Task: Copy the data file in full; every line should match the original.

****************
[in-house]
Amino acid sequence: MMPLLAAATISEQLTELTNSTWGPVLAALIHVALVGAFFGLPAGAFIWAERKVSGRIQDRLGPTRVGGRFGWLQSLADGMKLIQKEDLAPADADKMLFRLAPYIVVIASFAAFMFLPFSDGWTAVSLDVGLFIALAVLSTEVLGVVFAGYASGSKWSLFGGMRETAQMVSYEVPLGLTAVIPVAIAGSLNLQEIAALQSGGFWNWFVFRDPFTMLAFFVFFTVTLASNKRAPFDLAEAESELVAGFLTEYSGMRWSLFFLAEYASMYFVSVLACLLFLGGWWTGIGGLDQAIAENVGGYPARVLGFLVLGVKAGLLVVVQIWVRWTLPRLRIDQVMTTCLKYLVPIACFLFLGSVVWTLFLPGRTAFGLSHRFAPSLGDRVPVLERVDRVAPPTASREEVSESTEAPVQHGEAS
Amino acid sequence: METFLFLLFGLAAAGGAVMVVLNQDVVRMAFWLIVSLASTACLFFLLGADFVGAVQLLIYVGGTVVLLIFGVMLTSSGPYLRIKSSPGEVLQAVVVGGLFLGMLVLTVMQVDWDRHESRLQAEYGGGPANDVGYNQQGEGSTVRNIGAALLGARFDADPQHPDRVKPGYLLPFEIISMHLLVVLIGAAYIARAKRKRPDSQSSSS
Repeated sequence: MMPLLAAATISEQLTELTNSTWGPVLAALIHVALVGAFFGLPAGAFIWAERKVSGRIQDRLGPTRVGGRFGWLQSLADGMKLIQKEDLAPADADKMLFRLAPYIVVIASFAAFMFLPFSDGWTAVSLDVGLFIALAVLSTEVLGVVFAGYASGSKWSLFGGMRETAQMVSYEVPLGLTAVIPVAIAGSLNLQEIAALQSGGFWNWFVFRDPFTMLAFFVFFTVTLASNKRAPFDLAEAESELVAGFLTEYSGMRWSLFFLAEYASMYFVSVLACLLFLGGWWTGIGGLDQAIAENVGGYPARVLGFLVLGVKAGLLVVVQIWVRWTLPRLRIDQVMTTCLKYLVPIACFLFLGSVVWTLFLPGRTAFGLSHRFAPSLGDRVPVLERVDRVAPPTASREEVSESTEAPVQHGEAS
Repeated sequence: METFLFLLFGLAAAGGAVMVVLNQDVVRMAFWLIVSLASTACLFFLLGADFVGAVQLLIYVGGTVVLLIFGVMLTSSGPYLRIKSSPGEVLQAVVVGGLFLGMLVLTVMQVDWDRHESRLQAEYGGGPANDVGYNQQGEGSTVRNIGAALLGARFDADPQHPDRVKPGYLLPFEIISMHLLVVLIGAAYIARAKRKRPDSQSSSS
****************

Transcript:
[in-house]
Amino acid sequence: MMPLLAAATISEQLTELTNSTWGPVLAALIHVALVGAFFGLPAGAFIWAERKVSGRIQDRLGPTRVGGRFGWLQSLADGMKLIQKEDLAPADADKMLFRLAPYIVVIASFAAFMFLPFSDGWTAVSLDVGLFIALAVLSTEVLGVVFAGYASGSKWSLFGGMRETAQMVSYEVPLGLTAVIPVAIAGSLNLQEIAALQSGGFWNWFVFRDPFTMLAFFVFFTVTLASNKRAPFDLAEAESELVAGFLTEYSGMRWSLFFLAEYASMYFVSVLACLLFLGGWWTGIGGLDQAIAENVGGYPARVLGFLVLGVKAGLLVVVQIWVRWTLPRLRIDQVMTTCLKYLVPIACFLFLGSVVWTLFLPGRTAFGLSHRFAPSLGDRVPVLERVDRVAPPTASREEVSESTEAPVQHGEAS
Amino acid sequence: METFLFLLFGLAAAGGAVMVVLNQDVVRMAFWLIVSLASTACLFFLLGADFVGAVQLLIYVGGTVVLLIFGVMLTSSGPYLRIKSSPGEVLQAVVVGGLFLGMLVLTVMQVDWDRHESRLQAEYGGGPANDVGYNQQGEGSTVRNIGAALLGARFDADPQHPDRVKPGYLLPFEIISMHLLVVLIGAAYIARAKRKRPDSQSSSS
Repeated sequence: MMPLLAAATISEQLTELTNSTWGPVLAALIHVALVGAFFGLPAGAFIWAERKVSGRIQDRLGPTRVGGRFGWLQSLADGMKLIQKEDLAPADADKMLFRLAPYIVVIASFAAFMFLPFSDGWTAVSLDVGLFIALAVLSTEVLGVVFAGYASGSKWSLFGGMRETAQMVSYEVPLGLTAVIPVAIAGSLNLQEIAALQSGGFWNWFVFRDPFTMLAFFVFFTVTLASNKRAPFDLAEAESELVAGFLTEYSGMRWSLFFLAEYASMYFVSVLACLLFLGGWWTGIGGLDQAIAENVGGYPARVLGFLVLGVKAGLLVVVQIWVRWTLPRLRIDQVMTTCLKYLVPIACFLFLGSVVWTLFLPGRTAFGLSHRFAPSLGDRVPVLERVDRVAPPTASREEVSESTEAPVQHGEAS
Repeated sequence: METFLFLLFGLAAAGGAVMVVLNQDVVRMAFWLIVSLASTACLFFLLGADFVGAVQLLIYVGGTVVLLIFGVMLTSSGPYLRIKSSPGEVLQAVVVGGLFLGMLVLTVMQVDWDRHESRLQAEYGGGPANDVGYNQQGEGSTVRNIGAALLGARFDADPQHPDRVKPGYLLPFEIISMHLLVVLIGAAYIARAKRKRPDSQSSSS